Plans for mass road transport system in Islamabad, among the world’s few worst served capitals in this respect have so often gone awry that one is inclined to not make much of the Bus Road Transit system that CDA claims it is not only planning but determined to install soon. The authority chooses not to mention the much vaunted 2008 Rapid Mass Transit System or the most recent arrangement for purchasing a fleet of buses that former Prime Minister Yousaf Raza Gilani promised was to be on the roads by November 2011. If CDA fails this time too the lot of the growing commuting population will only worsen by the day as overhead bridges and underpasses fail to ease congestion of motorised traffic and reduce the daily addition of tons of pollutants to the city’s environment.
At the mercy of private transporters thousands of commuters, working men and women, school and college going girls, travel between Islamabad and Rawalpindi on rickety buses and vans of all sizes and description. Hundreds more travel intra-city changing vehicles from stop to stop as routes have been so designed as to make the most from passengers. Stuffed in vans, buses and Suzuki pickups, the commuters of the twin cities are exposed to safety risks, humiliation and reckless driving, all of which lead to a yearning for a decent transport system. Young women in particular face shameless harassment not only from the travelling public but also drivers and conductors. Their lot is the worst among the commuters.
Tariq Awan, 50, gets on a Toyota Hiace van near Kuri Road on the Islamabad Expressway. It’s the morning rush hour and all the seats are occupied. So instead of standing inside the van with his back bent, he prefers to sit on the ‘VIP seat,’ a tiny space behind the front seats, right next to the van’s sliding door.
Awan sits in this uncomfortable position but he doesn’t show it. The van ride is nothing new for him; he has been traveling by public transport for almost half his life.
A government employee, Awan commutes daily to Islamabad on route 21. On this particular day, he doesn’t get to sit on a proper seat at all, despite paying full fare. But he’s used to this mistreatment and seems to have accepted it.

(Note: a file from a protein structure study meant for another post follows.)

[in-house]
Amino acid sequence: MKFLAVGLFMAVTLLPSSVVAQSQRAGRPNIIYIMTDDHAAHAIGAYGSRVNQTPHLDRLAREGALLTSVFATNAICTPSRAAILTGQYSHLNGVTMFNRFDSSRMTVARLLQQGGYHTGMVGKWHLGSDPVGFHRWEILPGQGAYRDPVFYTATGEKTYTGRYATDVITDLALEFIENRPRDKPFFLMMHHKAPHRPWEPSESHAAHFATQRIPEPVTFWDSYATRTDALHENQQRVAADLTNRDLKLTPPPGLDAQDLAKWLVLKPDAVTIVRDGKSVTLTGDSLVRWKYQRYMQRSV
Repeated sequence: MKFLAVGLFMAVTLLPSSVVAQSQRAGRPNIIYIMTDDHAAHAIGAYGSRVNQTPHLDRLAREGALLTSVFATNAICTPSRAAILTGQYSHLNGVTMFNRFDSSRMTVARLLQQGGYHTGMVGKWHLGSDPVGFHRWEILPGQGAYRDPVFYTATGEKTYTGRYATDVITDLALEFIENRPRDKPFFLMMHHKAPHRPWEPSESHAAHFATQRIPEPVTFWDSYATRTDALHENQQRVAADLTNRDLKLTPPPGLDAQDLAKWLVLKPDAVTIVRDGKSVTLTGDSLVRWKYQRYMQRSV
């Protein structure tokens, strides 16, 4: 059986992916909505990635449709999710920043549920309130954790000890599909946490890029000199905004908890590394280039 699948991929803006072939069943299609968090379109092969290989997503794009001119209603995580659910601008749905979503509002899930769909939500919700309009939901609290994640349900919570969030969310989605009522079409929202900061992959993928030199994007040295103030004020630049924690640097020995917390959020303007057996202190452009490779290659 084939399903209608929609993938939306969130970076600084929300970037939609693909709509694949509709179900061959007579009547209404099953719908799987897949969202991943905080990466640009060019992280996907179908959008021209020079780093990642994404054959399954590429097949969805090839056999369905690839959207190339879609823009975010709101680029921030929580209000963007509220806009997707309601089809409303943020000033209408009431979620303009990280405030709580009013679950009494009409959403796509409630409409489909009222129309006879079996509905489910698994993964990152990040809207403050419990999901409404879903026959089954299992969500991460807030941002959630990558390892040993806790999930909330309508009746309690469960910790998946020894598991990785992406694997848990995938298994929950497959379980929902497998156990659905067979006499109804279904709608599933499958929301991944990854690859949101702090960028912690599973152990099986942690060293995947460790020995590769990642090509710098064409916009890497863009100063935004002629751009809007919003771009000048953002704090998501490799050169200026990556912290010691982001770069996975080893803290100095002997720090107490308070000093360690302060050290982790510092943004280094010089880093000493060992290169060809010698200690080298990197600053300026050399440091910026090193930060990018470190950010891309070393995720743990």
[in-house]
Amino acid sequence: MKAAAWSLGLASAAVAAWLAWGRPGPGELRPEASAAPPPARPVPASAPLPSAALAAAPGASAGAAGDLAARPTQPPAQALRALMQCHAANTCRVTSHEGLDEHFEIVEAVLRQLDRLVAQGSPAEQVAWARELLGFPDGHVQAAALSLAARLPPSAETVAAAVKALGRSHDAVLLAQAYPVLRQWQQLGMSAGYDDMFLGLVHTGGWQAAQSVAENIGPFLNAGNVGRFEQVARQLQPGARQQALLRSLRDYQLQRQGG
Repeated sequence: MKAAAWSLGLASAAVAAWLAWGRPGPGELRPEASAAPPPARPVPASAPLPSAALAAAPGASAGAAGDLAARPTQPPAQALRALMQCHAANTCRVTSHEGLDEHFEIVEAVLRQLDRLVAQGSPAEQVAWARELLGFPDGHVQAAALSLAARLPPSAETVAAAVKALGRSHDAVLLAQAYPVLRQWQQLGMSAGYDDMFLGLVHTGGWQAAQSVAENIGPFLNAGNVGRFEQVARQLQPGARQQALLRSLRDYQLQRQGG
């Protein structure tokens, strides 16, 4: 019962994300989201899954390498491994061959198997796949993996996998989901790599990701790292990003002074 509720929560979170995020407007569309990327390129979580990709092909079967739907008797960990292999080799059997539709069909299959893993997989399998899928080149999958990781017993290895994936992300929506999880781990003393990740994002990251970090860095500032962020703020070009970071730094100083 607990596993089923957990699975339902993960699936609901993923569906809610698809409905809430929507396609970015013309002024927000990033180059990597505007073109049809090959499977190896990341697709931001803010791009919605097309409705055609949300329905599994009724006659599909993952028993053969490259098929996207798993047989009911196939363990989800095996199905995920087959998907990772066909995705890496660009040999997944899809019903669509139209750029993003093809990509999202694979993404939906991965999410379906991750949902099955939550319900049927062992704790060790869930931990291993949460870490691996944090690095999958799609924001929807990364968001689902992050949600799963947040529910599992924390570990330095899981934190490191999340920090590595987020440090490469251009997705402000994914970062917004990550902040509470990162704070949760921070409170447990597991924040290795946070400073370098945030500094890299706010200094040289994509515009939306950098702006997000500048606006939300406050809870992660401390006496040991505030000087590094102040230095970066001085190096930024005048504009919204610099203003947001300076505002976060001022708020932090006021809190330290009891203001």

“Transporters are full of greed. When people become greedy, you cannot expect them to behave well.”
Despite several plans on the drawing board over the years, a public-sector transport service for the federal capital remains elusive.
“Islamabad ranks amongst few of the worst capitals in terms of urban transport,” said Dr Ghulam Abbas Anjum, a professor of transportation planning at the University of Engineering and Technology (UET), Lahore. “Even Ghana’s capital has a regular transport system.”
Anjum says public transport should be the top priority for “sustainable, functional cities.” Unfortunately, public transport has never figured that high on the city managers’ priority list.
Pulling the brakes on the bus plans
Interviews with officials from the Capital Development Authority (CDA) reveal that plans for a bus service have come up various times in the past. It’s just that none of them ever materialised.
“At one point, a plan for a bus service was shelved even though it was near completion,” CDA’s member planning and design, Mustafain Kazmi, said.
CDA officials offer several reasons for the plans coming to naught. Some plans, they say, were dumped due to lack of funds. Others bit the dust after political interference and bureaucratic red tape. Yet other ideas flopped due to lack of proper planning.
The civic agency’s 2008 plan for a Rapid Mass Transit System (RMTS) went dud after security concerns scared a consultant away and the CDA ran into funding problems in 2009. In 2010 CDA got offers from consultancy firms for a feasibility study of the transit system again.
Even former prime minister Gilani said the procurement of buses for Islamabad was ready in November 2011. But next year, the financial crunch applied the brakes on the Rs400 million allocated for Islamabad Metro Bus Services in CDA’ annual budget for 2012-13.
“ICT can regulate transport, but it’s not an autonomous body, so it doesn’t have any funds (to start a transit system),” ICT Deputy Commissioner, Amir Ali Ahmed, says. “We can’t practically do anything about it.”
Ahmed says ICT can only encourage and “provide legal cover” to the CDA for starting a transit service.